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To apply exposure compensation, take these steps:

1. Hold down the Exposure Compensation button.

You can see the button in the margin here; it's the same one you use to adjust the f-stop when you shoot in manual exposure mode. (Refer to Figure 5-15.)

If the Shooting Settings display is active, the exposure meter becomes highlighted, as shown in Figure 5-17. Again, the purple highlight and the two pointers at the edges of the highlighted area are there to remind you that you can now adjust the setting with the Main dial. If you're looking through the viewfinder or shooting in Live View mode, the meter appears as usual.

Exposure Compensation setting

Exposure Compensation setting

Canon Exposure Dial
Figure 5-17: In autoexposure modes, the meter indicates the exposure compensation setting.


2. While keeping the button pressed, rotate the Main dial to change the exposure compensation value.

As you rotate the dial, the exposure indicator moves right or left along the exposure meter.

• Rotate the dial to the left to lower the value and produce a darker exposure. In Figure 5-17, for example, I dialed in a setting of EV -1.0.

• Rotate the dial to the right to raise the value and produce a brighter exposure.

• To return to no adjustment, rotate the dial until the exposure indicator is back at the center position on the meter.

3. Release the Exposure Compensation button after you select the value you want to use.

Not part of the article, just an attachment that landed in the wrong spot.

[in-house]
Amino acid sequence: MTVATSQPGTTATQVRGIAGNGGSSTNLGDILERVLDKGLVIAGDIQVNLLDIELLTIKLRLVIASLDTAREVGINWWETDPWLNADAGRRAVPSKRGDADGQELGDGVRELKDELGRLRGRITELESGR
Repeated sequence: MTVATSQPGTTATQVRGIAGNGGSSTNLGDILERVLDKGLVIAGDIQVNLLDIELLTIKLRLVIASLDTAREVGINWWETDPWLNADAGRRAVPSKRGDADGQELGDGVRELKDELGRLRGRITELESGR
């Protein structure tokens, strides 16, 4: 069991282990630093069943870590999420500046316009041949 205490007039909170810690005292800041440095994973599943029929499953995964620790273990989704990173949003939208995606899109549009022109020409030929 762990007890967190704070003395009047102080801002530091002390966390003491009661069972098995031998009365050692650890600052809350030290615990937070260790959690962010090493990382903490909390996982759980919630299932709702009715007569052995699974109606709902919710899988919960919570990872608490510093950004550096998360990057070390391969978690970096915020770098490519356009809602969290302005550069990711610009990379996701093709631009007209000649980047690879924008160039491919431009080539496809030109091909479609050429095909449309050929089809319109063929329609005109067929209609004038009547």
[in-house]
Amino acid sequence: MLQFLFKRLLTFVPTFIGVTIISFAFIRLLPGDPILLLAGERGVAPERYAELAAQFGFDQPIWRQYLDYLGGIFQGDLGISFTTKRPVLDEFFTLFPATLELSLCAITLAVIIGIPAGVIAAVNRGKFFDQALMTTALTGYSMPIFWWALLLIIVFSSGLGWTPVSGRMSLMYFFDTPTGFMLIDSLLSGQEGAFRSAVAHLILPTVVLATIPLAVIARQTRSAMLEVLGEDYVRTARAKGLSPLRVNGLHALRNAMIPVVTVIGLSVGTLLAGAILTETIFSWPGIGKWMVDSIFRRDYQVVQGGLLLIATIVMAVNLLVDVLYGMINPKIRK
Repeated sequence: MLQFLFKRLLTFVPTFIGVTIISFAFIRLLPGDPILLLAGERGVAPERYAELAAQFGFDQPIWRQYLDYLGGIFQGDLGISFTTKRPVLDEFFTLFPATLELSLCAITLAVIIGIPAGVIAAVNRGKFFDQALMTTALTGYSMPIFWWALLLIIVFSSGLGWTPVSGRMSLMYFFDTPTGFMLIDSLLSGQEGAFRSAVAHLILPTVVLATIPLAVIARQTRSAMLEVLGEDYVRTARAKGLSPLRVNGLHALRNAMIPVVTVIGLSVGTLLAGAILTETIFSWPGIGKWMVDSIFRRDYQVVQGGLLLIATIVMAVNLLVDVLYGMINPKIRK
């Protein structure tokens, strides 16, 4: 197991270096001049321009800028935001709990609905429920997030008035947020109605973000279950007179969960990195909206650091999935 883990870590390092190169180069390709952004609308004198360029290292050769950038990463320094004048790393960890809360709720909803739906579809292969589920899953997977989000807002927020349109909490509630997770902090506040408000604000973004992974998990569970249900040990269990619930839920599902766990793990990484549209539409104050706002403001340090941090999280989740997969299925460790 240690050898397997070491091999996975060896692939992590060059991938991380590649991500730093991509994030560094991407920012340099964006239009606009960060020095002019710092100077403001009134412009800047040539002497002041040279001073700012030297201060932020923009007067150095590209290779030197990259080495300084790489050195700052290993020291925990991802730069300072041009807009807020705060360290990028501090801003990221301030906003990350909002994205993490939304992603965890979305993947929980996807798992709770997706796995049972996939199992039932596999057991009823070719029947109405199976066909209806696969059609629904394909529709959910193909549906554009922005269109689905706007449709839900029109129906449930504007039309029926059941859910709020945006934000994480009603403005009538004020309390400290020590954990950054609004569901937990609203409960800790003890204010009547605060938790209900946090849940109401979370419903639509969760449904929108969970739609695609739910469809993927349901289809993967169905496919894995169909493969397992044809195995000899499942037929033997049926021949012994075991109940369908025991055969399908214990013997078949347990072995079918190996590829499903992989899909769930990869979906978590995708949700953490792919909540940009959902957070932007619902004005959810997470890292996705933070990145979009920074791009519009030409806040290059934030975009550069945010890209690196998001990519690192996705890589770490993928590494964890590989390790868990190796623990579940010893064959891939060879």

How the camera arrives at the brighter or darker image you request depends on the exposure mode:

✓ In Av (aperture-priority) mode, the camera adjusts the shutter speed but leaves your selected f-stop in force. Be sure to check the resulting shutter speed to make sure that it isn't so slow that camera shake or blur from moving objects is problematic.

✓ In Tv (shutter-priority) mode, the opposite occurs: The camera opens or stops down the aperture, leaving your selected shutter speed alone.

✓ In P (programmed autoexposure) and A-DEP mode, the camera decides whether to adjust aperture, shutter speed, or both to accommodate the exposure compensation setting.

These explanations assume that you have a specific ISO setting selected rather than Auto ISO; if you do use Auto ISO, the camera may adjust that value instead.

Keep in mind, too, that the camera can adjust the aperture only so much, according to the aperture range of your lens. The range of shutter speeds is limited by the camera itself. So if you reach the ends of those ranges, you either have to compromise on shutter speed or aperture or adjust ISO.

One final, and critical point about exposure compensation: When you power off the camera, it doesn't return you to a neutral setting (EV 0.0). The setting you last used remains in force for the P, Tv, Av, and A-DEP exposure modes until you change it.

Digital Cameras For Beginners

Digital Cameras For Beginners

Although we usually tend to think of the digital camera as the best thing since sliced bread, there are both pros and cons with its use. Nothing is available on the market that does not have both a good and a bad side, but the key is to weigh the good against the bad in order to come up with the best of both worlds.

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  • Jesse
    What is the exposure value range of a 1000d?
    8 years ago